seamus dubhghaill

Promoting Irish Culture and History from Little Rock, Arkansas, USA


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Death of Irish Sculptor Oliver Sheppard

Oliver Sheppard RHA, Irish sculptor most famous for his 1911 bronze statue of the mythical Cuchulain dying in battle, dies at Knockranny, County Cavan, on September 14, 1941. His work was also part of the art competitions at the 1924 Summer Olympics in Paris and the 1928 Summer Olympics in Amsterdam.

Sheppard is born at Old Town, Cookstown, County Tyrone, on April 10, 1865, to Simpson Sheppard, a sculptor, and Ellen White, of Ormond Quay, Dublin. His main influence is the Frenchman Édouard Lantéri who teaches him at the Royal College of Art in London, and then at the Dublin Metropolitan School of Art (DMSA) in Dublin, now the National College of Art and Design (NCAD), where he later becomes a lecturer.

Sheppard is based in Dublin for almost all of his life, having traveled widely across Europe. His wife Rosie dies in 1931, with whom he has several children. They live at Howth and 30 Pembroke Road in central Dublin.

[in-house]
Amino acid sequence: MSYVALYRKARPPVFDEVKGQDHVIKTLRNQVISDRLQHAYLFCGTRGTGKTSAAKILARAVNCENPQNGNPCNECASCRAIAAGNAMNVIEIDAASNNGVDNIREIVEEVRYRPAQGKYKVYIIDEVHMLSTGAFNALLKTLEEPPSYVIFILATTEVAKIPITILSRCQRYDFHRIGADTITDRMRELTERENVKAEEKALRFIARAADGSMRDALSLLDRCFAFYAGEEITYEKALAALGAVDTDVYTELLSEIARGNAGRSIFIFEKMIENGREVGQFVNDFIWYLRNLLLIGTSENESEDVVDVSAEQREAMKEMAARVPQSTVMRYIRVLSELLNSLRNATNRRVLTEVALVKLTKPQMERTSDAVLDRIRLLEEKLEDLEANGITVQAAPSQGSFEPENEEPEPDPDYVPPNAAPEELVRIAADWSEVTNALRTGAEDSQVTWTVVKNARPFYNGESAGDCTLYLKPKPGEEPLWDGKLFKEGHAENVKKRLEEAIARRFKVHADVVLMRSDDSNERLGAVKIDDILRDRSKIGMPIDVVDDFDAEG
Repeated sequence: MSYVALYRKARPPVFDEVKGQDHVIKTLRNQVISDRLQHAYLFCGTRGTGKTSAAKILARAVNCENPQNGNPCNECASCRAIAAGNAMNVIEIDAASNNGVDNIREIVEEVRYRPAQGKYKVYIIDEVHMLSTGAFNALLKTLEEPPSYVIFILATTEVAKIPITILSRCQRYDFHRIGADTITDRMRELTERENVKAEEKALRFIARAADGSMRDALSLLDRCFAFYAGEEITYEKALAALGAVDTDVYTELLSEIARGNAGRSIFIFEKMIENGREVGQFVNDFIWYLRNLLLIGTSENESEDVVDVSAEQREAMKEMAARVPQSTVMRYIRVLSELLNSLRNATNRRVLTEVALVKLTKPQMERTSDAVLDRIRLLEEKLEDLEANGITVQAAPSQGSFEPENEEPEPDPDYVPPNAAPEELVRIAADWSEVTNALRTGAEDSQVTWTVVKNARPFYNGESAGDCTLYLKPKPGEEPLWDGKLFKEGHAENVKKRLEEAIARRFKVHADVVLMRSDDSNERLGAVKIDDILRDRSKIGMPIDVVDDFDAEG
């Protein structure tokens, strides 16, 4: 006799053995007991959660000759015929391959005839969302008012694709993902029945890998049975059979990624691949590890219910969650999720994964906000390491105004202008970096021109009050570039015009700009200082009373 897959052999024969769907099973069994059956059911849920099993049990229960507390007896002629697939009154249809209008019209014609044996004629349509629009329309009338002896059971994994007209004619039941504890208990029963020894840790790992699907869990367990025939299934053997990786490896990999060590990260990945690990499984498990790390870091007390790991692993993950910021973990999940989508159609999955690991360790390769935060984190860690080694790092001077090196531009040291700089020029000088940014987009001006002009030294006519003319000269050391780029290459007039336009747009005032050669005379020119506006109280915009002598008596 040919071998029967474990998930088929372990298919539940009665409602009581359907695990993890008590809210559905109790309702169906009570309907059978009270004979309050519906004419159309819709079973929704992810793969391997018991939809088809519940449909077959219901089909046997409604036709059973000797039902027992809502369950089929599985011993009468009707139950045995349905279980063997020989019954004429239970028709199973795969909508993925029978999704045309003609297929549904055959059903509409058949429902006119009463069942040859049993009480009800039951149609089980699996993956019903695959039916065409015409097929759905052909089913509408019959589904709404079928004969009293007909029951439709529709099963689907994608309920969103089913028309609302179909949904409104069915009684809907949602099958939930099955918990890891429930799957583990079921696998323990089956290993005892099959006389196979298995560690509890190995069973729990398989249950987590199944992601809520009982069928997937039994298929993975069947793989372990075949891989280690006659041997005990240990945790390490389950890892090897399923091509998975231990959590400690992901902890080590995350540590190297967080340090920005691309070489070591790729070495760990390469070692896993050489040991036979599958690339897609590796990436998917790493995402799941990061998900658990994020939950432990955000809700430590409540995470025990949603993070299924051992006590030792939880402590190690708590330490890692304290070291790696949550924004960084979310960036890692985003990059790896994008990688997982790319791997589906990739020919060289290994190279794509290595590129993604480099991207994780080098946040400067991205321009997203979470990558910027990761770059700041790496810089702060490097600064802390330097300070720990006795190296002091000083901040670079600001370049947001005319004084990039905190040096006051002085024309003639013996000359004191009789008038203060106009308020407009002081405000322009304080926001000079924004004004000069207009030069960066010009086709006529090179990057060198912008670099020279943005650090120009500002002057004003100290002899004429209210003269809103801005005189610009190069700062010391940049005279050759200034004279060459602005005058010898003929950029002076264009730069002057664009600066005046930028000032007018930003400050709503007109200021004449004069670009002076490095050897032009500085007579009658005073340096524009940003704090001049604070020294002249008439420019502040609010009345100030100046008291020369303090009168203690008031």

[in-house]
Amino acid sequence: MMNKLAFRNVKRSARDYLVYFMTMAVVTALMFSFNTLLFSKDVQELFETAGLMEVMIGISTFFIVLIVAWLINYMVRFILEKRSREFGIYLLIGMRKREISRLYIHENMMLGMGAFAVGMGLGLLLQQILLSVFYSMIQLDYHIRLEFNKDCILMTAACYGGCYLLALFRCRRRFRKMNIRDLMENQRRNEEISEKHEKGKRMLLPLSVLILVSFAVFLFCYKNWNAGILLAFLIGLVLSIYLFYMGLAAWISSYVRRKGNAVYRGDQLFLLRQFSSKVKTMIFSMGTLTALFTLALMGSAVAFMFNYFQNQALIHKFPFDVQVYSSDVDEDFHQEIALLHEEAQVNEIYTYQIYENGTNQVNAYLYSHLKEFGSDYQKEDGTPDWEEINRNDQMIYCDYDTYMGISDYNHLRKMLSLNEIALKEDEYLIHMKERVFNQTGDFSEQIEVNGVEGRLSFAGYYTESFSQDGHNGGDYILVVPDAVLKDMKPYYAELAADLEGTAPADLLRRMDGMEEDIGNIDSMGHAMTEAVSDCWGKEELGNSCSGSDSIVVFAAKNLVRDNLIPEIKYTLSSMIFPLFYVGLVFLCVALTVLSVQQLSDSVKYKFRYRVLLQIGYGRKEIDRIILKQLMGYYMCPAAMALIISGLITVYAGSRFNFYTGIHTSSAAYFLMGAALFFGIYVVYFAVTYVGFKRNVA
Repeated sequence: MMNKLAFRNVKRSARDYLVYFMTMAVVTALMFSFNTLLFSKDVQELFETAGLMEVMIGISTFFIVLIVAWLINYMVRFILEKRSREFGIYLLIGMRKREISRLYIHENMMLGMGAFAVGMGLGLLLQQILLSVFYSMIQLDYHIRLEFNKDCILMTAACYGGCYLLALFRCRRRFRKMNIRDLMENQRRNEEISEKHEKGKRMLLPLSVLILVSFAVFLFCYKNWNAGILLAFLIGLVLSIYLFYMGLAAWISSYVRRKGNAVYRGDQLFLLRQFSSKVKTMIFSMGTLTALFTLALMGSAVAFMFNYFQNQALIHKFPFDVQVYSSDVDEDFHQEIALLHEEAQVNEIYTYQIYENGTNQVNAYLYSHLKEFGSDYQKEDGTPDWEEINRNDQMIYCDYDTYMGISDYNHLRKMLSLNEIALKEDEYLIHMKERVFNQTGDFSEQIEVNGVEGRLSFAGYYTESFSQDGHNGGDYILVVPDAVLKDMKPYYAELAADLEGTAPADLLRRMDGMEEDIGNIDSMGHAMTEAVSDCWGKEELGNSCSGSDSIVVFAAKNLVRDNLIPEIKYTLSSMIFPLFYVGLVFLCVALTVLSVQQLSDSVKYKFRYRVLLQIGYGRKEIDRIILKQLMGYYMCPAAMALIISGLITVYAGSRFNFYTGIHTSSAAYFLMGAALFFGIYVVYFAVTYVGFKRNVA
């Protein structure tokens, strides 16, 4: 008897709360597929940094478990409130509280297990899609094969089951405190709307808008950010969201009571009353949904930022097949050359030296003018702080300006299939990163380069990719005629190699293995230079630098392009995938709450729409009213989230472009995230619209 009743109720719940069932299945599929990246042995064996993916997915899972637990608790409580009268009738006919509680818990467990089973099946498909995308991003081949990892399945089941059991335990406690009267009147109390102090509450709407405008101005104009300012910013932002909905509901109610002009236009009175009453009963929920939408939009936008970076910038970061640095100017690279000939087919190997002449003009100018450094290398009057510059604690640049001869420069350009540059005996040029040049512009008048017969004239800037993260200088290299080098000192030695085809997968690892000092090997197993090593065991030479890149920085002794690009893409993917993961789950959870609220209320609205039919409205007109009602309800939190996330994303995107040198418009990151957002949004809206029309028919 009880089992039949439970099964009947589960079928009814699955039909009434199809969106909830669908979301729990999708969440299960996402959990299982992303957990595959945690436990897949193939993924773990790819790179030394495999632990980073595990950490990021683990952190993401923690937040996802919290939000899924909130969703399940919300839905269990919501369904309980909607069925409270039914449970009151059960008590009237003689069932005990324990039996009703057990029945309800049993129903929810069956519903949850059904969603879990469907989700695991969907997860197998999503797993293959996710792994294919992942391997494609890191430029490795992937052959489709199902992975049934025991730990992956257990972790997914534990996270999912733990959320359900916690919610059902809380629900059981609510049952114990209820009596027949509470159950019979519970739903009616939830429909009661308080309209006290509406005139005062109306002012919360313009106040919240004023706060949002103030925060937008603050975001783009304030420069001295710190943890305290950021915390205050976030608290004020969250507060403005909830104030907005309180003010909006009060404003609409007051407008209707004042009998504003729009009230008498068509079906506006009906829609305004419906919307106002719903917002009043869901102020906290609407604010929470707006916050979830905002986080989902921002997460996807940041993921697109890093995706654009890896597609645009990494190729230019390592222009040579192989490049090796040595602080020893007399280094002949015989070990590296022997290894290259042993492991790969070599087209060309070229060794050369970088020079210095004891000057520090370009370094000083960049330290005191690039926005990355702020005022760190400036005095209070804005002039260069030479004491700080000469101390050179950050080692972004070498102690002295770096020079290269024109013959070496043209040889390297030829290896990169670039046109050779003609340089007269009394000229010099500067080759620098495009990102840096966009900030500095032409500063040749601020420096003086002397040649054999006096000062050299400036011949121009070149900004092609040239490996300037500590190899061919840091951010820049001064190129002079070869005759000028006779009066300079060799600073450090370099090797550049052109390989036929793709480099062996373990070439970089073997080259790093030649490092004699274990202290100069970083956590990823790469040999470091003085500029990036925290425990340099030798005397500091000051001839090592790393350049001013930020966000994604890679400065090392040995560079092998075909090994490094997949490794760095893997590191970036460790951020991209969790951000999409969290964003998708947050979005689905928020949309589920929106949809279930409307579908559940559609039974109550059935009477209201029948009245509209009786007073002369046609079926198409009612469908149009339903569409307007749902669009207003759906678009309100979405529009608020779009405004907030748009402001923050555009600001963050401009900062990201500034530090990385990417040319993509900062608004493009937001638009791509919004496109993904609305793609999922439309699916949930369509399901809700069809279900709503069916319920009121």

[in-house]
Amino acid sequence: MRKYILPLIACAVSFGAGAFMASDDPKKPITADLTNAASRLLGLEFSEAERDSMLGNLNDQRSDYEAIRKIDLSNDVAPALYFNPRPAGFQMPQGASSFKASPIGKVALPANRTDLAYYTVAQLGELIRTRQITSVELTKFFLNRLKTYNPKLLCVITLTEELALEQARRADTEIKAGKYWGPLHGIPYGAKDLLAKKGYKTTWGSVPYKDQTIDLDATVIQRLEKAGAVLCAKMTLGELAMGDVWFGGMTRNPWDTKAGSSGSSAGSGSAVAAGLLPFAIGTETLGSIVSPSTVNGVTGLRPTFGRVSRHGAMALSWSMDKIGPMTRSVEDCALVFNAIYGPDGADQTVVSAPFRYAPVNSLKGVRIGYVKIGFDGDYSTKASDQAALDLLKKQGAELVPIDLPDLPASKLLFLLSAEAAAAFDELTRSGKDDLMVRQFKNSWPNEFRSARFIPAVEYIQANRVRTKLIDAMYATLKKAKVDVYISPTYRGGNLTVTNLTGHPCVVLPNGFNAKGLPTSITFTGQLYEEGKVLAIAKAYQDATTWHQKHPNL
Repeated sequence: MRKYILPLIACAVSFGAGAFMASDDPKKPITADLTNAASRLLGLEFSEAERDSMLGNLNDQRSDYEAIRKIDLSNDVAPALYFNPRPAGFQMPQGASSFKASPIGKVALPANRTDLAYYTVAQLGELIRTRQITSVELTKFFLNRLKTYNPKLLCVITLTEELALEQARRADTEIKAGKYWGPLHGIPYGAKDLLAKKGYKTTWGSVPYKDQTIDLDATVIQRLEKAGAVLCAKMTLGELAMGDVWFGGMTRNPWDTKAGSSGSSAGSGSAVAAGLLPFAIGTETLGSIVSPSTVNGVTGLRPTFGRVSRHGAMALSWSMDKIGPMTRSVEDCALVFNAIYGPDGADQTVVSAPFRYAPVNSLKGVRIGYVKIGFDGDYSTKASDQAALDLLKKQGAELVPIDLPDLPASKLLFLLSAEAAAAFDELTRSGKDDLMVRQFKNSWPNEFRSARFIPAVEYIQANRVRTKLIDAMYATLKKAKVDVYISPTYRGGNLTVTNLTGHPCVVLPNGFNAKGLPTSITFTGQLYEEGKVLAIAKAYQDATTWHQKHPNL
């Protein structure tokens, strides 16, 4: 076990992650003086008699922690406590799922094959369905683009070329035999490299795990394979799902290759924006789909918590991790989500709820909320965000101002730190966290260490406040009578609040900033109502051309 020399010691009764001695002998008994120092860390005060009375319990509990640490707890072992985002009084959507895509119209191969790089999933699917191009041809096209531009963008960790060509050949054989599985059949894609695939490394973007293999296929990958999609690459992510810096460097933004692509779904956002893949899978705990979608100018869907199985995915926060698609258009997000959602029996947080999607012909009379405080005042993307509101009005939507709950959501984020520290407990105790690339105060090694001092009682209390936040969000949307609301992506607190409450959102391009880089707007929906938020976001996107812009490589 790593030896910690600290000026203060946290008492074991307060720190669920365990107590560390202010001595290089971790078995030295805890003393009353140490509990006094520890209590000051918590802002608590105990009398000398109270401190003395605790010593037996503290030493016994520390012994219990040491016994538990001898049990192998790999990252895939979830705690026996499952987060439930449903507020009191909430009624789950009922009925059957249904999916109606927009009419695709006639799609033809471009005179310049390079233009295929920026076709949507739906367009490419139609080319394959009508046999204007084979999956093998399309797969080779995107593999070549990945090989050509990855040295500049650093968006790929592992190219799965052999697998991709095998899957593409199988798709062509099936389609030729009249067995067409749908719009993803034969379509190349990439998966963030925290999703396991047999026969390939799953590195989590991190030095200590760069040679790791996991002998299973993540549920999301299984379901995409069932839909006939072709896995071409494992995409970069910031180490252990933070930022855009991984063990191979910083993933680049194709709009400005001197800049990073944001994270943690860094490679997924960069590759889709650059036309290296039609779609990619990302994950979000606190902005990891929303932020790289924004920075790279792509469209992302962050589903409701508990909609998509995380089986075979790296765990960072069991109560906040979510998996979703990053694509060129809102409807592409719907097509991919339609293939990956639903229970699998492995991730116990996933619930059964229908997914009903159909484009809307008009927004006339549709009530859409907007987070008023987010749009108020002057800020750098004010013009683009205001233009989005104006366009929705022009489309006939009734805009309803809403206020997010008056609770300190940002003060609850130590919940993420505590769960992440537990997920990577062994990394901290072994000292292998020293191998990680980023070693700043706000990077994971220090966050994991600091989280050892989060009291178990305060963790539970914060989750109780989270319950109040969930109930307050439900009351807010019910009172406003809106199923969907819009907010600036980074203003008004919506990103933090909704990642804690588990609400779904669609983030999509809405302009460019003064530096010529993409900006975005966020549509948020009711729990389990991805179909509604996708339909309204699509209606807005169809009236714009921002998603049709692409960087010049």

From 1902 to 1937 Sheppard teaches sculpture at the Dublin Metropolitan School of Art. His annual stipend is £250 but for this he only has to lecture three mornings a week, allowing him plenty of time for work on commissioned projects. One of his most famous students is the sculptor Kathleen Cox.

The Dying Cuchulain is considered Sheppard’s masterpiece and an important work of Irish art. It is a bronze figure of the mythological warrior-hero Cuchulain, who continued to fight against his enemies while gravely wounded and tied to a tree. It is created in 1911 and later chosen by Éamon de Valera in 1935 as the national memorial to the 1916 Easter Rising. It can still be viewed today in the General Post Office (GPO), O’Connell Street, Dublin.

As a prominent sculptor Sheppard is a member of the Royal Hibernian Academy, the Royal Dublin Society, and is made a governor of the National Gallery of Ireland from 1925–41. He also exhibits works at European exhibitions during his lifetime, occasionally winning prizes.